Larger than life figures
Consider the following two ways of reporting a government decision; (i) The state has unveiled a plan to construct a new airport at a cost of Rs 2,000 crore, and (ii) The proposed airport is expected to cost the exchequer the equivalent of Rs 600 per citizen. Though the first statement might be considered a more direct way of communicating the news, the second statement would sound more striking or relatable to the ordinary reader. This is so since the Rs 2,000 crore figure is too large to imagine and make sense of; on the other hand, Rs 600 is much more manageable.
This leads us to a well-understood but strange inefficiency of the human mind — the inability to process large numbers well. Being a species-level characteristic, we ought to look for reasons from evolution. Most of our early ancestors never had to worry about large numbers. They had to keep track of their offspring, the amount of food required, or at best, the number of pieces of firewood required for the evening — all of which would probably be numbers, either smaller than or in the vicinity of say, about 50. What if a very large swarm of bees started rushing towards them — there will be no time to waste counting whether there are 500 bees or 1000 bees, they would have had to search for protection since the number is clearly unmanageable either ways. In short, our ancestors never had any incentive to build up skills to estimate, compare or do arithmetic with large numbers. Survival of our species depended more on tasks such as being able to spot lions and tigers better rather than on mastering large number arithmetic.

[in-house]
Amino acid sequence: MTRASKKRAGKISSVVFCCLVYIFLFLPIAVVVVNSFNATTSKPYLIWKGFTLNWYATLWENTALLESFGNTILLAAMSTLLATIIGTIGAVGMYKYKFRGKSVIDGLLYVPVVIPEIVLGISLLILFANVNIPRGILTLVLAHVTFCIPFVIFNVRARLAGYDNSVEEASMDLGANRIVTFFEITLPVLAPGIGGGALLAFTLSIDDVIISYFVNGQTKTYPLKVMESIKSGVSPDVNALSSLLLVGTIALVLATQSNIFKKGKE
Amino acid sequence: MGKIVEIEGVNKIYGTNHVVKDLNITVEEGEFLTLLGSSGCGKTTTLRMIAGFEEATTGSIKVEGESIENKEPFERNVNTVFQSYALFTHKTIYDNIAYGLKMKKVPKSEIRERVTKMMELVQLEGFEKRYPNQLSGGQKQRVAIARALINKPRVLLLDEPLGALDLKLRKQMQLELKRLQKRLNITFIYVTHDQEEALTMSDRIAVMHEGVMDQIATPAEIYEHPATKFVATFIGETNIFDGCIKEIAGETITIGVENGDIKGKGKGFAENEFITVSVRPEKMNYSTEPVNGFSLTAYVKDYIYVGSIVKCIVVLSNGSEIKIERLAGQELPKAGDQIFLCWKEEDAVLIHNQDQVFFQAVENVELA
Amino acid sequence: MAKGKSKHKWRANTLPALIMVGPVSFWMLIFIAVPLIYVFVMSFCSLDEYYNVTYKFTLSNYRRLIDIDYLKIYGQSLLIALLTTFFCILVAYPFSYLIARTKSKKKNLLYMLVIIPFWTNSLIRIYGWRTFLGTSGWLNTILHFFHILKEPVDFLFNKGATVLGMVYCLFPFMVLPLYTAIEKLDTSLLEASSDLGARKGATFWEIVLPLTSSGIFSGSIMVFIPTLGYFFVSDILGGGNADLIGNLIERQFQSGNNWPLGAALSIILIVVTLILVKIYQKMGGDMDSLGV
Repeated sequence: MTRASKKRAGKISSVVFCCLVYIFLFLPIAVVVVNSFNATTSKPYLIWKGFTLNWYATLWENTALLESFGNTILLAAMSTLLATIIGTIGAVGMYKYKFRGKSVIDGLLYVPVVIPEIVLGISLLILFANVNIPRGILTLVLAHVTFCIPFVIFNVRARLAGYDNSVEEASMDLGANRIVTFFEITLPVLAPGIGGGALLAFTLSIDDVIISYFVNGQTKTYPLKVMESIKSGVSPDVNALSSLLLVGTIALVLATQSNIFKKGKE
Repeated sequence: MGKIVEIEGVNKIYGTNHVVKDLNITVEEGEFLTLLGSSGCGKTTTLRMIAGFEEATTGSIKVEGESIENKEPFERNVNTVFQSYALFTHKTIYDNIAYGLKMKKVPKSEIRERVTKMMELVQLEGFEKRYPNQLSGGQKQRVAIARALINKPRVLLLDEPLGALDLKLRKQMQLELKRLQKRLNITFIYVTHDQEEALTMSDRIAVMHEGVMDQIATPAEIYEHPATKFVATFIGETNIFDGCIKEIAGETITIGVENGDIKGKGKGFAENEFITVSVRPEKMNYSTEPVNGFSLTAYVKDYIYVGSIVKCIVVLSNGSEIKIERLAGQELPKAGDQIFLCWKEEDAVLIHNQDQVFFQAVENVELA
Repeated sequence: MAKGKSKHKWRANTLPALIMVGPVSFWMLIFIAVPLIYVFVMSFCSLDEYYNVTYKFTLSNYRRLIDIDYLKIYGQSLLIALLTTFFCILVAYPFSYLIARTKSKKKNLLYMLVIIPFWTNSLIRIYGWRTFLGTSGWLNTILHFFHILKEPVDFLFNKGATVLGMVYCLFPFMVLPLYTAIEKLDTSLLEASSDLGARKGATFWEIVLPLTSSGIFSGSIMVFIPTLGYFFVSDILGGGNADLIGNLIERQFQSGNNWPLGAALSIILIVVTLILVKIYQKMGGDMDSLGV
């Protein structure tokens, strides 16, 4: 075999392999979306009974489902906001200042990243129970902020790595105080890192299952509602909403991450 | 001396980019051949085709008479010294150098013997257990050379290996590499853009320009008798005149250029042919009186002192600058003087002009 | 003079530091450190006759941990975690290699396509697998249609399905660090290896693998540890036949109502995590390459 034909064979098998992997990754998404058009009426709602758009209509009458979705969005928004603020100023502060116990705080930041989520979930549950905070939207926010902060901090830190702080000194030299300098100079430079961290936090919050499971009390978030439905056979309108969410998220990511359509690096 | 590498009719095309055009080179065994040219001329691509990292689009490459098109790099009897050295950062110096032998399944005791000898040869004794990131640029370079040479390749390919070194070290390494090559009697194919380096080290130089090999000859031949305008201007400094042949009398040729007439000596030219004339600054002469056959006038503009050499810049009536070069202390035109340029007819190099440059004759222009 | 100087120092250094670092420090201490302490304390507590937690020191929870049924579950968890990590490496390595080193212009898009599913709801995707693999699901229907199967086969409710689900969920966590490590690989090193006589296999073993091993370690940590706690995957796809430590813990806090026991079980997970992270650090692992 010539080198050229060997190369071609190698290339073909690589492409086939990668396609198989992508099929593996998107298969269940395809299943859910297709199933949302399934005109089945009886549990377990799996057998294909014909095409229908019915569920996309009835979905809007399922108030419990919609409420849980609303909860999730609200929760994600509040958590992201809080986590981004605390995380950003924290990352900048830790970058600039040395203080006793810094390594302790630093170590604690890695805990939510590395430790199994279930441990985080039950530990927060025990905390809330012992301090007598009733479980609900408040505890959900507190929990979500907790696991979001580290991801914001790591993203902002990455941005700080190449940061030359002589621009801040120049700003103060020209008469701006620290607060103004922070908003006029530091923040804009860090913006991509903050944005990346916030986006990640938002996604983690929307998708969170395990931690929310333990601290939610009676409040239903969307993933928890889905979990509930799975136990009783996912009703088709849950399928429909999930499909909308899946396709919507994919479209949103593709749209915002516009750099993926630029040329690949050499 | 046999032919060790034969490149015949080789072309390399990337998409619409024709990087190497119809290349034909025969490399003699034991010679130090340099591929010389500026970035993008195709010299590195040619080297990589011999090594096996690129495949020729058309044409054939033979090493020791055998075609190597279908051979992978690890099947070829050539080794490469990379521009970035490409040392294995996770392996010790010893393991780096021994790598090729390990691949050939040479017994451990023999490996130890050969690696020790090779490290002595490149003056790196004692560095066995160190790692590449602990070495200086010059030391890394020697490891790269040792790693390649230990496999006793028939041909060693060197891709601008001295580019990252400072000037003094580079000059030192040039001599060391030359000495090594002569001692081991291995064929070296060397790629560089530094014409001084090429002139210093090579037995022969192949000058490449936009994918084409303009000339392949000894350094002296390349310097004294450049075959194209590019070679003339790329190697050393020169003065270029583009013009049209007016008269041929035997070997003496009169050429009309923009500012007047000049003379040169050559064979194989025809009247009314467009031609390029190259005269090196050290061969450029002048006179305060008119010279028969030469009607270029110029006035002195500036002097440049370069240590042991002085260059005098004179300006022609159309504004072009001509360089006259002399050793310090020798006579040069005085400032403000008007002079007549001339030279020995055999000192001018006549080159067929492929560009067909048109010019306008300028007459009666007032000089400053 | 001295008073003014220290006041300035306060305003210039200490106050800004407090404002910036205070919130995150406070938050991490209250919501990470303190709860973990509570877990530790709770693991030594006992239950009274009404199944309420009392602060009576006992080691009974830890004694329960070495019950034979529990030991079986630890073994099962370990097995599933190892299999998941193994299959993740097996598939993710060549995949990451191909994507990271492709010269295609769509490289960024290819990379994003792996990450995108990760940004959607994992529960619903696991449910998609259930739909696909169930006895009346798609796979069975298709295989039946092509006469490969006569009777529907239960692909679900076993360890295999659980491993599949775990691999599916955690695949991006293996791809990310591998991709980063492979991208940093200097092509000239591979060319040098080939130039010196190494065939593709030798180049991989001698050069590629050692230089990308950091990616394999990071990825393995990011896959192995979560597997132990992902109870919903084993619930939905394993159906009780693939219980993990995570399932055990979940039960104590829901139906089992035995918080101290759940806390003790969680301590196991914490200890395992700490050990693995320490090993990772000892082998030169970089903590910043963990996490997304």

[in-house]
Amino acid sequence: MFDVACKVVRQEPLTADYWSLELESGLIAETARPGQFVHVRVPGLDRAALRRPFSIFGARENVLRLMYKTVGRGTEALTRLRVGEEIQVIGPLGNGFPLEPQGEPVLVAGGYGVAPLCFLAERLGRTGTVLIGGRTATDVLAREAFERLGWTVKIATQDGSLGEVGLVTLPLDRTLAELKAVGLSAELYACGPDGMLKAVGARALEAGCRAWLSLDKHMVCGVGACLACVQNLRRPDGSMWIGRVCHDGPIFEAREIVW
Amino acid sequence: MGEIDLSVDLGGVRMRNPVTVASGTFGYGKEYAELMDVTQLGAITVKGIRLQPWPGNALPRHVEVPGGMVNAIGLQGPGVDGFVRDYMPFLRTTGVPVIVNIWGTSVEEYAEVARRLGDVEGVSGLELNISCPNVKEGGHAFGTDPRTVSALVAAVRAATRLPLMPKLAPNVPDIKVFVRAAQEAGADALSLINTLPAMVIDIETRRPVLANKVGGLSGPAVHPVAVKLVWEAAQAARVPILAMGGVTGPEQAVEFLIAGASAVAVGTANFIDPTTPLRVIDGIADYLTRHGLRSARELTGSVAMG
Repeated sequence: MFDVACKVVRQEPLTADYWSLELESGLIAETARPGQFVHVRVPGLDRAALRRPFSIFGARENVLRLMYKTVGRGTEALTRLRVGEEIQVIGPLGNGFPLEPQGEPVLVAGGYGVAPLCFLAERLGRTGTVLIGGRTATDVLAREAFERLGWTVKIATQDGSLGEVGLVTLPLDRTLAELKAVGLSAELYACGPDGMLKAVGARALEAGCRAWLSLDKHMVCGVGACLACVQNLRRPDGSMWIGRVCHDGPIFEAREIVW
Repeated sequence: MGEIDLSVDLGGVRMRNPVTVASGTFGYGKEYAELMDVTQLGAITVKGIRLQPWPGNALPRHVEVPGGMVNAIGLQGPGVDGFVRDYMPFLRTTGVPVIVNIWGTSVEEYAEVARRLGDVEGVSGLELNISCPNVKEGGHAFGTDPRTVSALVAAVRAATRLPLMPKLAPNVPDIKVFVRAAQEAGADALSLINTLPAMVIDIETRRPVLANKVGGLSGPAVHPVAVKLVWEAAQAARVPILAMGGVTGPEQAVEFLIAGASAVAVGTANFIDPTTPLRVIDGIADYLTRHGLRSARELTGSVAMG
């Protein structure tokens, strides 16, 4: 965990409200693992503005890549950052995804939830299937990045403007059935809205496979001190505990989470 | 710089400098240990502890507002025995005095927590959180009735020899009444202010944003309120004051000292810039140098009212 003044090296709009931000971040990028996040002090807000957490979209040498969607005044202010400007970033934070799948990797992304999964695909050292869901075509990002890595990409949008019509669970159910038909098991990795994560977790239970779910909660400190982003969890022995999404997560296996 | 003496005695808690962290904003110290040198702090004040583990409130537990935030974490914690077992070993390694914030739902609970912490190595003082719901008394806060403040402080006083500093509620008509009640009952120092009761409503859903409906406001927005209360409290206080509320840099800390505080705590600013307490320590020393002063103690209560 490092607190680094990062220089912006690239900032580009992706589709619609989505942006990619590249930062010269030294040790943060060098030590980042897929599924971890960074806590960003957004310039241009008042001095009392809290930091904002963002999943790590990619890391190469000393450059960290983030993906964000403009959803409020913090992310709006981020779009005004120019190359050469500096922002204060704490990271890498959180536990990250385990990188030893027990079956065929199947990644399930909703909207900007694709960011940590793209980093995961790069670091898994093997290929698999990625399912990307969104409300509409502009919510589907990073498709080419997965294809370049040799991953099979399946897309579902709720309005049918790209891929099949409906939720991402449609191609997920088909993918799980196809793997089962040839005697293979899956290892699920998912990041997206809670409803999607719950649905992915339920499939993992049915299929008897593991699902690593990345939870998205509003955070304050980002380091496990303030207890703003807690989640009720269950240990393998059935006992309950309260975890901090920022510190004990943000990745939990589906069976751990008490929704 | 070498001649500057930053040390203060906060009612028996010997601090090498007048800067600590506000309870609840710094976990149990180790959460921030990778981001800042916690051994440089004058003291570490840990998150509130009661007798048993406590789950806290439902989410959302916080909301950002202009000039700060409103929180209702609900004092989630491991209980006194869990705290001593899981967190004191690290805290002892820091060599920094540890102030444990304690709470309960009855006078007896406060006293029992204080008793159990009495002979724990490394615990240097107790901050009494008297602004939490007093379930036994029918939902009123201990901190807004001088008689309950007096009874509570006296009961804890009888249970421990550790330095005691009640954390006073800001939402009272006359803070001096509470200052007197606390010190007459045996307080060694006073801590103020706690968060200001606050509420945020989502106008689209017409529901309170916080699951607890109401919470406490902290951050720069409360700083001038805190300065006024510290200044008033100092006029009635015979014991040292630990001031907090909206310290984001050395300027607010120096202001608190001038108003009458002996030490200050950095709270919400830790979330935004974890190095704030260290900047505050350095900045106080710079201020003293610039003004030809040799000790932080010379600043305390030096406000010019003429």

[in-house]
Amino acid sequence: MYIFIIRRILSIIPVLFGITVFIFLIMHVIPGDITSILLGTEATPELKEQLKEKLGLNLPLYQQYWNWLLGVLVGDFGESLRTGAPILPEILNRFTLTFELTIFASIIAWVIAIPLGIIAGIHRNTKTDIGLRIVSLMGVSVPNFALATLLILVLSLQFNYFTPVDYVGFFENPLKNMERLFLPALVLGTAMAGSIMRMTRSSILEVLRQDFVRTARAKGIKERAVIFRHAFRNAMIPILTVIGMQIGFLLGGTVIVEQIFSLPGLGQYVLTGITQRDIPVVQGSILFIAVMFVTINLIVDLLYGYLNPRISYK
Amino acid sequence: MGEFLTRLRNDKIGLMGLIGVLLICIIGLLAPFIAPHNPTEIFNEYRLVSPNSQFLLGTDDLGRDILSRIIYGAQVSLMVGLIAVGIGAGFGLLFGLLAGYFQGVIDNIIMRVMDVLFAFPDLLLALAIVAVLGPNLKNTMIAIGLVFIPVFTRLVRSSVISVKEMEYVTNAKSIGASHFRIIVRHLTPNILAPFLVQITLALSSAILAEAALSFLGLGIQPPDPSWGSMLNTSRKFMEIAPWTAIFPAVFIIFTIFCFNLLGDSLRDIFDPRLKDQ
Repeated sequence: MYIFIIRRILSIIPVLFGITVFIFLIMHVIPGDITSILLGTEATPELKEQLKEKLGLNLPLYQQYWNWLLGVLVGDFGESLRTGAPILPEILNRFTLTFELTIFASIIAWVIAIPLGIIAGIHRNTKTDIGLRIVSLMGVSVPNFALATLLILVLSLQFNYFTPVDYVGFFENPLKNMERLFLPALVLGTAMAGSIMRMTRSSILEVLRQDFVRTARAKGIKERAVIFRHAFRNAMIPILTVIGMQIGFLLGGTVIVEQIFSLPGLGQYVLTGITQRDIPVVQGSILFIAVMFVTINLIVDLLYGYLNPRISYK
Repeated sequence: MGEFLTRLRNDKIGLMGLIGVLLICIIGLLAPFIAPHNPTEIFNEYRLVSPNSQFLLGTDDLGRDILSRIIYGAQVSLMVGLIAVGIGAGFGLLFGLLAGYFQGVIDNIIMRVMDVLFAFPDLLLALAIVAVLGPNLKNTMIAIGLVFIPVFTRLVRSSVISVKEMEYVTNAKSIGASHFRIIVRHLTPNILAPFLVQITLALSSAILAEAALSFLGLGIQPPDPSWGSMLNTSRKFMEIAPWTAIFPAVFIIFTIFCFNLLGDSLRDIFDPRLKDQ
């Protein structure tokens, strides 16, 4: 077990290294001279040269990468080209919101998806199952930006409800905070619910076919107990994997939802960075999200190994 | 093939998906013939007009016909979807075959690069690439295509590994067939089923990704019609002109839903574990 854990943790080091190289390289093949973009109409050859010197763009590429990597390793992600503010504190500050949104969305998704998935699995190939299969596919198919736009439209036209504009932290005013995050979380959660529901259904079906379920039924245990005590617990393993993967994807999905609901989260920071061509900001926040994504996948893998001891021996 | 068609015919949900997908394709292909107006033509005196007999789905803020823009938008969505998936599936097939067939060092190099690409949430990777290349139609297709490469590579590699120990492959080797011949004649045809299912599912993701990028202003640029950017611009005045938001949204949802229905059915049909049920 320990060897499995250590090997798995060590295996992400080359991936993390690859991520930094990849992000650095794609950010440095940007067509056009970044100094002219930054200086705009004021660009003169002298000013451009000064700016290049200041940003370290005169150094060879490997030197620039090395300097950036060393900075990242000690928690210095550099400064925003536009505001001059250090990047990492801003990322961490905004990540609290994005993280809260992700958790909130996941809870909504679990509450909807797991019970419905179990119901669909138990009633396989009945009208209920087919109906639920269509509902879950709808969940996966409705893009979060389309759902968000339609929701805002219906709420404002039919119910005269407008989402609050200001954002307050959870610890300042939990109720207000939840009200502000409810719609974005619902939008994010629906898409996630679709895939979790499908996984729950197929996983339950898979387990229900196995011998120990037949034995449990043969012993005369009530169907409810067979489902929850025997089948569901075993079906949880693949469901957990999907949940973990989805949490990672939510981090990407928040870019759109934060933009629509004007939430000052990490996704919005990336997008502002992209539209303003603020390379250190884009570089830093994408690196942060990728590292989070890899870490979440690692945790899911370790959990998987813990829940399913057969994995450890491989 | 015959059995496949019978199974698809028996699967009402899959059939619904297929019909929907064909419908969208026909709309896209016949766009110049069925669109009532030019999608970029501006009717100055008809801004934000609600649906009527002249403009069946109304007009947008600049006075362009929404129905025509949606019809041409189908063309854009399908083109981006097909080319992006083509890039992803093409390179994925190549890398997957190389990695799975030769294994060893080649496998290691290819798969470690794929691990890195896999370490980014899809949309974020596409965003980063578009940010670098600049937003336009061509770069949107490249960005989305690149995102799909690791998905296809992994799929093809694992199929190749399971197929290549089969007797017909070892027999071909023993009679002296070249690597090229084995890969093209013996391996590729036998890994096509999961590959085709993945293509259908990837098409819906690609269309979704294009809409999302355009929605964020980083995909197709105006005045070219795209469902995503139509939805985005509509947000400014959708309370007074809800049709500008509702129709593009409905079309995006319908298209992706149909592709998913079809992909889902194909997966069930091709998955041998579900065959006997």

Despite the relative insignificance of large number arithmetic over the many millennia of human life, we, the modern human beings find ourselves having to deal with large numbers every now and then. Almost all important life decisions, such as the purchase of a home or a car or switching jobs, require making sense of numbers in the order of lakhs or more.
Most of us have our own means of making decisions involving large numbers; one such popular tool is that of ratio and proportions. While ratios are good in many cases, they are not best suited for large number comparisons. Consider test driving a car priced at ' 6 lakh and being presented with an option of going for a higher model with better seats and a Bluetooth speaker system, priced at ' 6.5 lakh. The ratio is just 13:12, not too much more investment, one would think. But, give it a thought for a moment — would you be fine with spending an extra month at work just to get those better seats and the Bluetooth speaker system? Probably not! To sum up, large numbers are trickier than what our minds are built for.
(Dr Deepak P. is a computer scientist and academic staff at Queen’s University Belfast, UK.)